The flip side of that, is that the people on the other side of the table usually can tell that they don’t want you within 8 bars. So that whole little battle, Oh, I hope I get to sing 32 bars is kind of meaningless, because they often know whether they want you or not within 8 bars. So on those horrible occasions when they are limiting you to 8 bards, it’s not such a tragedy as you would think, because they can tell.
CD: Here is says, when an actor is singing a ballad, the song moves slowly, and the lyric falls behind the rhythm of the speech. The remedy is not to act the lyric, but to invent a new one, meaning you’re inventing a subtext, and you’re singing that. Does that make sense?
NK: That makes sense.
CD: Do you like to see them act a song?
NK: That’s the only thing I’m interested in. If someone comes in and sings prettily, I don’t want to cast them. Who cares? Remember we’re doing musical theatre [not American Idol], and it’s most important that we tell stories to an audience using acting, which is the main part of theatre. And if you’re not doing that in your musical theatre audition, you haven’t succeeded at all. There’s no point in sounding good, if it’s not all backed up with acting.
So yes, that phrase is right with the lagging behind lyrics on ballads. You want to fill every moment with something. And when you have a space of time, as you do in a lot of songs, not just ballads, that time has to be filled with thought, thought that we can read on your face, or read on how you’ve changed the way you’re holding your body. So there’s all sorts of good use of the time that is in between the words…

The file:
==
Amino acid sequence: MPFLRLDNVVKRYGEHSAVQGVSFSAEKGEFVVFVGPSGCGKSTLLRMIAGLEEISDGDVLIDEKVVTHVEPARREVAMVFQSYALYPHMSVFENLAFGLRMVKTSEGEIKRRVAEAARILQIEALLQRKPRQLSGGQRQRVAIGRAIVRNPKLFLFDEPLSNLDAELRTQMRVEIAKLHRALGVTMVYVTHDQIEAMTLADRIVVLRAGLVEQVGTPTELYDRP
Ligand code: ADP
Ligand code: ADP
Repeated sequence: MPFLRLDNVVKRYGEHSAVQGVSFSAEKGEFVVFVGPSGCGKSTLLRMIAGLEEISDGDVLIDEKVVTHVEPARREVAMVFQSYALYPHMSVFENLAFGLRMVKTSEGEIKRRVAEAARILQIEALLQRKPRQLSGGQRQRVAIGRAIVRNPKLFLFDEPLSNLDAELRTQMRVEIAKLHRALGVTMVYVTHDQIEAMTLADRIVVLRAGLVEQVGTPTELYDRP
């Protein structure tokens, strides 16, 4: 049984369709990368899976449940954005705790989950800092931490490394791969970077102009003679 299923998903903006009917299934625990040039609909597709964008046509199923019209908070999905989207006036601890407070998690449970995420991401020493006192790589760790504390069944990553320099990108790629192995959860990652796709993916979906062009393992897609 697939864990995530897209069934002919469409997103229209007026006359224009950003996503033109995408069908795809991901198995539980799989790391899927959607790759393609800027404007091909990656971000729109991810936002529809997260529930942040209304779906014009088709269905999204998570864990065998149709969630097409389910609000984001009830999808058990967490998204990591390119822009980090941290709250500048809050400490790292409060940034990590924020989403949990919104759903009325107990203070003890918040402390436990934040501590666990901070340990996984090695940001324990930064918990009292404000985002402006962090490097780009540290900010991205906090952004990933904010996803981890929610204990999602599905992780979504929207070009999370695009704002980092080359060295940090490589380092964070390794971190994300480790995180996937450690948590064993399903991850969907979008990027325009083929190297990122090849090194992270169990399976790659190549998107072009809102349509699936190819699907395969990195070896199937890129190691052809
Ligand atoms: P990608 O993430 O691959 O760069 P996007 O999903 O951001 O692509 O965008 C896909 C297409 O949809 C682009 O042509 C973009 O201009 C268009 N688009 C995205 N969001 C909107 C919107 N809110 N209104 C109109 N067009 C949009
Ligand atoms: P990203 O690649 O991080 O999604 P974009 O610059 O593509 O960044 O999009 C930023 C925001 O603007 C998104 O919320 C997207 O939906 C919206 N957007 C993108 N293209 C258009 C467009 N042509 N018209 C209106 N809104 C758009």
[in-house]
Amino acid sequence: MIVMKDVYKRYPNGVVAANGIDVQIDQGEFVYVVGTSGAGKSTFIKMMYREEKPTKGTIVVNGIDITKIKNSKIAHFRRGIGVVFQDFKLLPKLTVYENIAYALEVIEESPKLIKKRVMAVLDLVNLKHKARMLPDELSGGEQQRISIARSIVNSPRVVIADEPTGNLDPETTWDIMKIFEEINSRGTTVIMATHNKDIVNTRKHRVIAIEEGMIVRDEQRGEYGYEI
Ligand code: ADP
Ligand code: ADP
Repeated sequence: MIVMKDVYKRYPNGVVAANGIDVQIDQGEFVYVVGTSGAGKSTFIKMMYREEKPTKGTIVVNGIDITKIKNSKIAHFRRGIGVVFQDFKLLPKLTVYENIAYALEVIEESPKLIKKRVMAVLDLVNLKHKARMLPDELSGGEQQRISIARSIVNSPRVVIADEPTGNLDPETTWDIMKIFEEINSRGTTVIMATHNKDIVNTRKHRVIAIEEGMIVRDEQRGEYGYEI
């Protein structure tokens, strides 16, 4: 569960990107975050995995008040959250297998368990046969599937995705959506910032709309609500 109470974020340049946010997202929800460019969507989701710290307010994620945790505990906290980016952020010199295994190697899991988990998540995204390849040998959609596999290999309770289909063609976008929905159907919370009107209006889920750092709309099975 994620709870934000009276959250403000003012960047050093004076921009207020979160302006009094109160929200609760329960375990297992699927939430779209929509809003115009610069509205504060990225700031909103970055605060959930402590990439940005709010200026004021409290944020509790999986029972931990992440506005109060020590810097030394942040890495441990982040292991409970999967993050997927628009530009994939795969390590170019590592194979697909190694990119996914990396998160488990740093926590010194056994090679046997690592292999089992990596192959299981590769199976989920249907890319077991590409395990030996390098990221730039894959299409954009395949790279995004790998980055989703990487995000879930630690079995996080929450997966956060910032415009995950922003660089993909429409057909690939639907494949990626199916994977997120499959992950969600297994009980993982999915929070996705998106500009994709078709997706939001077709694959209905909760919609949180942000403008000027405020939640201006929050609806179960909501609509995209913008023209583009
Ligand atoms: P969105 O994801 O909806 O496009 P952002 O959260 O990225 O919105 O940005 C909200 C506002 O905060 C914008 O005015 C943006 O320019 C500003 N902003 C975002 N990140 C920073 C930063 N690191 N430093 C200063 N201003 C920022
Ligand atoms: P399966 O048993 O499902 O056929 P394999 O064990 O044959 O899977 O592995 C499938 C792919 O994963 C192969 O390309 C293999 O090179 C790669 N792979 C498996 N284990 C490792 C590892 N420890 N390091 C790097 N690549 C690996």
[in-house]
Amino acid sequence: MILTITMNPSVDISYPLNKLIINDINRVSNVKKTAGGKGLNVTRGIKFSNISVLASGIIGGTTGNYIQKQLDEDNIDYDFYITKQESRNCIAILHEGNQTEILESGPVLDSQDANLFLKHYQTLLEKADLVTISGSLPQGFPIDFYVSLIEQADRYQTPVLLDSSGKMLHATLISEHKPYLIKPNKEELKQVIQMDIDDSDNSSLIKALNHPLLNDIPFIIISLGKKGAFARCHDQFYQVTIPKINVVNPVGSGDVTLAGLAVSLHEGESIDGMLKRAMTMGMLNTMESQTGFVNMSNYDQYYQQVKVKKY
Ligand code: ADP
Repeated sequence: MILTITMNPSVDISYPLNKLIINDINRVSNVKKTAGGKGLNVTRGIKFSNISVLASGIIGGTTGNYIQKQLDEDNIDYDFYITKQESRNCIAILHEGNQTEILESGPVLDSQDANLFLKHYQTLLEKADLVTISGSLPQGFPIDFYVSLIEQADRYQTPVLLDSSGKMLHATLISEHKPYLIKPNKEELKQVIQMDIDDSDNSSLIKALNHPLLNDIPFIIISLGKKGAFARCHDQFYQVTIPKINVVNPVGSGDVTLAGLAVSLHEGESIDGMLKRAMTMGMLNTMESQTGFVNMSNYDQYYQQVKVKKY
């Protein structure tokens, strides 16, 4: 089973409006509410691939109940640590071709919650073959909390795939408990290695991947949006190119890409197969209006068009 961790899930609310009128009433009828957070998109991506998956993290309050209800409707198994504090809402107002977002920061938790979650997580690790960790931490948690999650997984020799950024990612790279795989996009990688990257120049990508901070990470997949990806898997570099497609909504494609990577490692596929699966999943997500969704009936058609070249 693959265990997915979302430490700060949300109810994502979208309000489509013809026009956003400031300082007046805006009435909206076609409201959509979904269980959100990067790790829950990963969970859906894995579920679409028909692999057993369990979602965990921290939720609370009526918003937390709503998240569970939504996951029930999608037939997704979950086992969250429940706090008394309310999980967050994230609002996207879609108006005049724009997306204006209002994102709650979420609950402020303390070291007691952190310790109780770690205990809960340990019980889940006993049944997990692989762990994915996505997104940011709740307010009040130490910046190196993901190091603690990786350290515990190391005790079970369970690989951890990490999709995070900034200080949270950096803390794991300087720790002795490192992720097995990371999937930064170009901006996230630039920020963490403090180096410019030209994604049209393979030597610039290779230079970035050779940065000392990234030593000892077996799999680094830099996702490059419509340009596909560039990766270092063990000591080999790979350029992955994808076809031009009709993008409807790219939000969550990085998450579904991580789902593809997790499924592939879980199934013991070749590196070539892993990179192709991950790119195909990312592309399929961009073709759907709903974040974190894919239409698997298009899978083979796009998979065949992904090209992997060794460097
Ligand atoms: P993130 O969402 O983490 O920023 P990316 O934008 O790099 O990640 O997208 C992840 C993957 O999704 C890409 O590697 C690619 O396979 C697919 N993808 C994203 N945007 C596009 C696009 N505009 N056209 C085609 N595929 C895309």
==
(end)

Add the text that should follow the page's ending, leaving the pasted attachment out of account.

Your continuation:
CD: When I listen to a cabaret singer, if they really feel and commit to the song, it’s so much more enjoyable than if they are just singing a pretty song.
NK: It’s all about the audience, and you’ve got to set yourself up in a way that everything your character is going through is understood by the audience. It’s why Uta Hagen said to a student who was crying during a scene, I don’t care if you feel it, I want to feel it. And Uta Hagen said she’d seen a lot of self-indulgent actors who would get up there and feel it themselves and do all the feeling and there was nothing for her in the audience to do.
It’s all about the audience. We don’t care if you feel it, we’ve got to feel it – we the audience.
CD: Lastly, about stage fright, the recommendation is you take your attention off yourself.
NK: Yeah, I see a lot of people who have attention on themselves and that’s really wrong. Every theatre song involves a character and a situation. So you look up the show, or you make something up based on the lyric, that says exactly what that character is feeling or doing in the song.
Like Stephen Schwartz was talking about in “Wonderful,” the Wizard is trying to convince Elphaba to join him. So if you’re singing that song, that’s what you’re trying to do. And you’re thinking, I am the Wizard, how am I going to get Elphaba to join me, rather than thinking, I’m a singer and my voice doesn’t sound the best, and I don’t feel too well today. Who cares? You’re the Wizard. You have an objective that relates to your listener, Elphaba, and that’s what matters. People get nervous because they are thinking about things that their characters aren’t thinking about. If the character’s not thinking about it, you shouldn’t be thinking about it.
Interview October 4, 2004 by Carol de Giere